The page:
The exhibition highlights a common dimension to the work of the four artists: the time or, to be more specific, the pause. Here they show the relevance of the gesture’s expressiveness, how important are its intervals and how ilimited are the possibilities for the work of art in its final form and in terms of substance and shape.

The sculptures by Bruno Cidra (Lisbon, 1982) and Vera Mota (Porto, 1982) appear to be about to move, as dancers. With Vera Mota’s sculptures, we move our eyes through them in a movement which jumps from one to another. This may happen due to the nature of her own gesture, acknowledged by a singular repetition effort to respond to the whims of the matter and to its mysteries. As we recognize the drawing gesture embedded in the sculptures, it becomes visible the way time shapes them. We may see it through the black iron dashes over the gallery wall, or in the clear and thick stain-lines on the floor that we are forced to surround, more closely or with a certain distance, while reacting to what the work itself requires from us.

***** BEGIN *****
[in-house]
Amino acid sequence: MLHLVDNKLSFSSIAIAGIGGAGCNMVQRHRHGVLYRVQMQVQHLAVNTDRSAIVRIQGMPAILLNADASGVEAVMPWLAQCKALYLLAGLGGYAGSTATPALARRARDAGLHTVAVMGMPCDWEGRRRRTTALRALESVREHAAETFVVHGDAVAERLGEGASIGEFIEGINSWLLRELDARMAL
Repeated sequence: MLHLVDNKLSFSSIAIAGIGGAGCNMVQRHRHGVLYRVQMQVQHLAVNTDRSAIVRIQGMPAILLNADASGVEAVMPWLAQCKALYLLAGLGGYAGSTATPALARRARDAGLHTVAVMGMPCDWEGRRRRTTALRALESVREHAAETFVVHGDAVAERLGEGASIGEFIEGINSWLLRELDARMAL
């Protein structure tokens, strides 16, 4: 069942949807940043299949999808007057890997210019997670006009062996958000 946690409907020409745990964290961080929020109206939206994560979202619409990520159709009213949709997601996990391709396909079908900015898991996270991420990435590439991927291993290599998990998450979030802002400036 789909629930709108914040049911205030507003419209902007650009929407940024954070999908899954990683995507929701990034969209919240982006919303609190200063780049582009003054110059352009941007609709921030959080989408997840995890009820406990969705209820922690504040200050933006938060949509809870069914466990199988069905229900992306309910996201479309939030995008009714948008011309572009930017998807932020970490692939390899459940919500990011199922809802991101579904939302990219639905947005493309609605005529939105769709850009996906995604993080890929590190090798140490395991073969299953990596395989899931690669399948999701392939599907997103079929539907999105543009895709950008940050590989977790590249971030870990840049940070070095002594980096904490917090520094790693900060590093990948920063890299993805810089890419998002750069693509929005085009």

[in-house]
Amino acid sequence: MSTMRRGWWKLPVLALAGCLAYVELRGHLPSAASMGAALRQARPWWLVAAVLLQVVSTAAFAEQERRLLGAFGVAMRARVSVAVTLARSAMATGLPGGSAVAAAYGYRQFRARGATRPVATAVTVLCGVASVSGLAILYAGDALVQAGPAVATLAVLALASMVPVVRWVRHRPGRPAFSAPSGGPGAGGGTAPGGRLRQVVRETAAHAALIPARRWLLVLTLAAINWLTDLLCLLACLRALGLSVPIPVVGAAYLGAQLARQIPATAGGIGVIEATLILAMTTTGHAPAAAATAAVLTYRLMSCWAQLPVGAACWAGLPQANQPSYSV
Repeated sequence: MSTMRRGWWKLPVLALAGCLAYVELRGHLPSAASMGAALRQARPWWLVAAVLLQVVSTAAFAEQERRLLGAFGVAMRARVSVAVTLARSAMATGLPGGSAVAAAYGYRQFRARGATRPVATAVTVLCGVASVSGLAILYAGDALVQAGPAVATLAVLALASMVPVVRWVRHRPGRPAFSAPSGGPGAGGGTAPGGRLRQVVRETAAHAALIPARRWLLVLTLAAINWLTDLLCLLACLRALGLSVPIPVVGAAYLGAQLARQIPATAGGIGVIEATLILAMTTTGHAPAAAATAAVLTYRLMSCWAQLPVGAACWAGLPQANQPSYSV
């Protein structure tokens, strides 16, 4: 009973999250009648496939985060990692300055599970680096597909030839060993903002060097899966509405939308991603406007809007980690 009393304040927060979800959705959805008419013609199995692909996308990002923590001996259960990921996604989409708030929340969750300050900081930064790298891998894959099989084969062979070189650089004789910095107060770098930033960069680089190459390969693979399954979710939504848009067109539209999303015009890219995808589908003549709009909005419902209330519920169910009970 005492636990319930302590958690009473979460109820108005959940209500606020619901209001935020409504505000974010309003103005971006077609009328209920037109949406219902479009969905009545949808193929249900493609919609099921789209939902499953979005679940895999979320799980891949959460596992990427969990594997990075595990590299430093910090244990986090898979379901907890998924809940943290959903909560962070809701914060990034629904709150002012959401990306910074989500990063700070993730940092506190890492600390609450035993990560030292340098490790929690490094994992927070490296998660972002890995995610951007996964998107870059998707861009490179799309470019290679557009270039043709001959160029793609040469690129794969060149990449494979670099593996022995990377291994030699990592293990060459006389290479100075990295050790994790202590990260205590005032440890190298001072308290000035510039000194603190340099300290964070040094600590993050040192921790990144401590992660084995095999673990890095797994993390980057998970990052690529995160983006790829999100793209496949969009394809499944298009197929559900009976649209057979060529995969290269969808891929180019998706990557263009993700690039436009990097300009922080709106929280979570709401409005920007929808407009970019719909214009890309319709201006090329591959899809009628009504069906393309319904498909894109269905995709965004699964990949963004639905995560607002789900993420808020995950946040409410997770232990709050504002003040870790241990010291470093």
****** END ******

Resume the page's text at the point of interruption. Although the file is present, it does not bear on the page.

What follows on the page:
The laws of time become evident through the act of drawing, more than through any other way of working in the field of visual arts. Just look at Marco Franco’s (Lisbon, 1972) drawings and his gestures: sometimes firm, sometimes long and smooth, sometimes short, but exhaustively repeated and requalified by the understanding that he himself gets from the work; and sometimes even unique because of the impossibility of repetition or due to the absolute enjoyment that leads the artist to simply stop the movement.

However, there’s an even more abstract way of drawing. A way that amplifies the connection between the works, here brought to us by Tiago Miranda (Guimarães, 1975). In his sound drawing, the sounds repeat themselves over and over again, evolving and changing their tone and length. The sound needs us and the record player as vehicles to exist, though it is always waiting for an ignition.

All the works are on hold and moving at the same time. It is their nature: they pause as well as they move. That is what connects them. It is the way they have to show us that rhythm is the source for the aesthetic work and that its materiality, although singular, is plural, ilimited.


Maria Joana Vilela